When you go into a Woolworths store, what do you see?
.. but look in between and in the background, and you’ll see the Woolies brand, purposefully and consistently integrated into every facet of the store. Whether it’s the logo, their signature green colour, the font used throughout, and even their cutesy apple icon (not to be confused with Apple!), there’s nothing unexpected about the representation of their brand in store.
And Woolworths isn’t alone. Most brands, big and small, have this consistency throughout their retail stores, online presence, marketing materials, and offices. And at the cornerstone of this visual representation is a company’s ‘brand rules’ - the do’s and don’t’s of their brand.
So, why is this important? Whether you’re starting out as a fresh business, growing to a team, or expanding to multiple locations, consistency of brand is critical to ensure that you can be recognisable and credible in your online and offline world. And it’s these consistent touch points that build brand recognition and, over time, loyalty to your brand experience.
Your brand consistency starts with a style guide, a rulebook for everyone in your team to eliminate the guesswork from how your brand can be represented. A critical tool for your in-house team, and your third party suppliers, your style guide will shape your brand’s presence in the marketplace, while still allowing for creative marketing messages to shine through.
So, where to start? And what do you include?
Your brand values - At the core of your brand is who you are and what you stand for. Whether you’ve got a brand, or are developing one, it’s critical that your visual representation reflects who you are, who you’re speaking to, and the message you’re trying to get across. Are you a brand with historical beginnings? Or do you pride yourself on innovation? These are some of the influences which will help to shape your visual identity.
Your brand logos - it’s not enough to simply come up with one version of your logo. You’ll need one for white backgrounds, coloured backgrounds and even in black and white. Being clear about all of the different options - including what to do when the logo is really small - will ensure that your brand is clear and on point with the message you’re aiming to deliver.
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Icons - remember the Woolies apple icon made from an apple peel? This is a signature part of their messaging, as well as their overall brand. It can be used exclusively of the logo (like on the side of the shopping bag or the delivery truck) and is also now synonymous with the brand even when the name doesn’t appear alongside it.
Supporting elements - Think fonts, colours, and even taglines. These are the elements of your brand that support your logo, and help to build consistency. These supporting elements make up part of your brand story, so being consistent is important, but so is ensuring that these elements enhance the story, rather than detract from it.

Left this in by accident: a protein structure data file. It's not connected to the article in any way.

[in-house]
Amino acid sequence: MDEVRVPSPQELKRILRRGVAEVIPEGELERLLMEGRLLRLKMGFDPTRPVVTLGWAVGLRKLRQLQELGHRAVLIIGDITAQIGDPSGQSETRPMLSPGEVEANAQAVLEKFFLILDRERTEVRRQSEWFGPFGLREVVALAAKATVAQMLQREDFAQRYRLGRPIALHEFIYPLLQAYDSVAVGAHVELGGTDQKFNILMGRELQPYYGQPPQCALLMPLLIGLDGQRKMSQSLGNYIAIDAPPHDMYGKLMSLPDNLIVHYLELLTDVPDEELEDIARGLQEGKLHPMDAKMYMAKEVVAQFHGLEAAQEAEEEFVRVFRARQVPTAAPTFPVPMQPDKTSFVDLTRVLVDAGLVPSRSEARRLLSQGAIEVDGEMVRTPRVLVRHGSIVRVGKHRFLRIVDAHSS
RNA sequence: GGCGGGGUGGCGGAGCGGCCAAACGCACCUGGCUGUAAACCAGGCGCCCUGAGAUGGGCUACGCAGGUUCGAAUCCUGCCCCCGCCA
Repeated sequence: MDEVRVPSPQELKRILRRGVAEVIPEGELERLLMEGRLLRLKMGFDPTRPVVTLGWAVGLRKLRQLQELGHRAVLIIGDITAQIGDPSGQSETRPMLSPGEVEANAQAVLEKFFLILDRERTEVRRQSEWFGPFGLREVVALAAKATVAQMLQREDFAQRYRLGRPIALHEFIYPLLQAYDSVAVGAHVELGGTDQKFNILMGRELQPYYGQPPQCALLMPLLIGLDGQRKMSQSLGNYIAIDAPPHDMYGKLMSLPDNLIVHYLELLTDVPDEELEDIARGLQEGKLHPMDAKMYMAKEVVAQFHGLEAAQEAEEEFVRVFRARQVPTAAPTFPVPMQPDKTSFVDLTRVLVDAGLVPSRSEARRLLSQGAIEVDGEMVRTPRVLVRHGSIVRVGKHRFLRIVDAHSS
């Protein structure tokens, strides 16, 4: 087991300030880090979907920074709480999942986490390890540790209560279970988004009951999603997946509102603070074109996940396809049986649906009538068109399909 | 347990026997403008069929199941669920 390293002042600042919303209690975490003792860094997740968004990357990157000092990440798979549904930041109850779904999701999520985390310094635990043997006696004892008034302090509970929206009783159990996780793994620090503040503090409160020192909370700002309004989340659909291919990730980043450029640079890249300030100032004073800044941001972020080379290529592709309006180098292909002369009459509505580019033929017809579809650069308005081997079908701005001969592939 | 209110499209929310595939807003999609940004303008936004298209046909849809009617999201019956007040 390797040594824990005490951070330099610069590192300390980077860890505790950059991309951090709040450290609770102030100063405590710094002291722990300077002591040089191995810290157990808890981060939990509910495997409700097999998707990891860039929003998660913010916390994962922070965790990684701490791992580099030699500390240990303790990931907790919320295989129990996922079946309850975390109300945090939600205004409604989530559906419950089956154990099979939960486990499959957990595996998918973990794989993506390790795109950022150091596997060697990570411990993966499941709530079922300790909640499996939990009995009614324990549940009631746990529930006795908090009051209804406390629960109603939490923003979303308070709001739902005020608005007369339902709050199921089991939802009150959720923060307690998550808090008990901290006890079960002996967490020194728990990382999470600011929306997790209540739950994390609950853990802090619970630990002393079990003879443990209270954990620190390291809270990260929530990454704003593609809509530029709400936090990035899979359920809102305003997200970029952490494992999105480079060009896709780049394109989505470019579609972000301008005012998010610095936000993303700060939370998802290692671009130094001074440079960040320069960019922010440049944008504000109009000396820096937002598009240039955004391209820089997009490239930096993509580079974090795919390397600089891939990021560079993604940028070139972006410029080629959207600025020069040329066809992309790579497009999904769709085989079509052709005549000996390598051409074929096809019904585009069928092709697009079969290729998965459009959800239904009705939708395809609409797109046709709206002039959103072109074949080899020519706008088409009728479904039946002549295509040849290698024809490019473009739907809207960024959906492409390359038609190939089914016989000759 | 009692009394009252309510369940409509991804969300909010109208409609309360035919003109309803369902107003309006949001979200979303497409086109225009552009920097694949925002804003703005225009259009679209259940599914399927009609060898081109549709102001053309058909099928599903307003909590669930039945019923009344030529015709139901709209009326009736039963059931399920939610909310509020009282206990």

Language - More than the visuals, the language that your brand uses is key to staying on track with your brand. Consider whether you’re formal, conversational, colloquial. Are you aiming for personable? Professional? Trusted? Or are you chasing the ‘hip’ customer? These are the styles which should support the visual identity, but translate into your language usage too - on your website, your radio advertisements, your promotional materials.
Here’s a few handy tips on how to make sure your style guide is on point with your brand message, and stays that way:
- Engage a professional - Creating a style guide is a highly skilled process, and it’s recommended that you engage with an expert to help tell your brand story. Not simply the story of where you are now, but where you’re going in the future. Good graphic designers and copywriters will take the time to understand your brand, and deliver the message on target with your audience’s needs.
- Share it widely - make sure that anyone who is ever using your brand - from advertising and sponsorship through to web development and printers - has access to your style guide. This guidebook, supported by a consistent brand approval process, will ensure continuity across all of your brand channels.
- Review and refresh, regularly - Trends change, as do styles, customer needs, and maybe even your product offering. So a regular review of whether your style guide is meeting your brand needs (and sizing up to your competitors) is a critical part of keeping it relevant, and growing your brand with your business.
Do you need a style guide?
Do you need a refresh?
Contact DMCG today to find out how we can help.